[LINK] Bogus Sydney Opera House web-site
08 Sep 2002 14:50:24 +1000
I'd agree, except for two things:
1) The average age of politicians and CEO's and their ilk tends toward
the higher numbers - often even past "retirement age".
2) The 60's "time in the sun" wrt power would have been around the 80's
and 90's. They weren't exactly boom years for social and environmental
awareness in corporates or politics.
As a child of a younger generation, I'm sick of hearing how the 60's
generation was so full of "peace and love". Woodstock, the poster-child
event for that generation, was a massive rip-off by the people who
attended (the organisers and bands got shafted by a large number of
freeloaders), and those values that appeared to be so prolific when the
60's generation was young seem to have been replaced by a "greed is
good" motto once they reached earning capacity.
Smells more like a bunch of people out for what they can get (the same
way people have always been), than a new enlightened era, to me. I'll
grant there were people who were honest in their beliefs, and stuck to
them - but I don't accept that there were any more then than there are
now. Perhaps it's just that the media was focussing on them then, where
it focusses on different things now - perhaps you were just all sold the
idea of being revolutionary, the same way Woodstock and the Beatles were
marketing triumphs. Certainly, if you look at things like Kyoto and
Tampa and "the war on terrorism" (Bush was born in 46, btw, which would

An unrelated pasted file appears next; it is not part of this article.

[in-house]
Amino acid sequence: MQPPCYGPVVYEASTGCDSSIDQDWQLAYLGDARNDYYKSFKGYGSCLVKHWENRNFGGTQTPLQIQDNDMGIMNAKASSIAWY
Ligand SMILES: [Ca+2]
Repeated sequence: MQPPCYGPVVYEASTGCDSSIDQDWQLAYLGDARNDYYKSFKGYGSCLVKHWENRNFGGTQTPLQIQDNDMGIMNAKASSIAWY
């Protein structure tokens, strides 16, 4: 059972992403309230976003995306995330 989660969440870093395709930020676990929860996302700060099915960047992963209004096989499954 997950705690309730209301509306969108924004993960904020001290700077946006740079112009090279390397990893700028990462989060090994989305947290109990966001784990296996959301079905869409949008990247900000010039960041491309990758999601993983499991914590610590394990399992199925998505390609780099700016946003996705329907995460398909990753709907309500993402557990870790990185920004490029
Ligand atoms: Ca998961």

put him squarely in the "flower power" generation), it doesn't look like
there's been a shift in power or attitudes as the flower power
generation came into control.
On Sun, 2002-09-08 at 09:36, Ann Moffatt wrote:
> kevin wrote
> " Something went wrong somewhere along the line. If the generation back
> then was so strong in it's ability to change the political direction of
> the world, why has that strength vanished as those people have moved
> into the age and the positions of power themselves?
> It's not all "the youth of today" that have stopped caring."
> good point kevin, but the 60s children are not those i power now, most of us
> are now over 60. those in power now are our children who haven't EXPERIENCED
> anything but peace. they are the ones who seem to want to live on the edge.
> also, we weren't in power in the 60s but were the youngs protesting against
> those in power. as rachel said-where are the youngs now, the 16-30yr olds?
> peace & love
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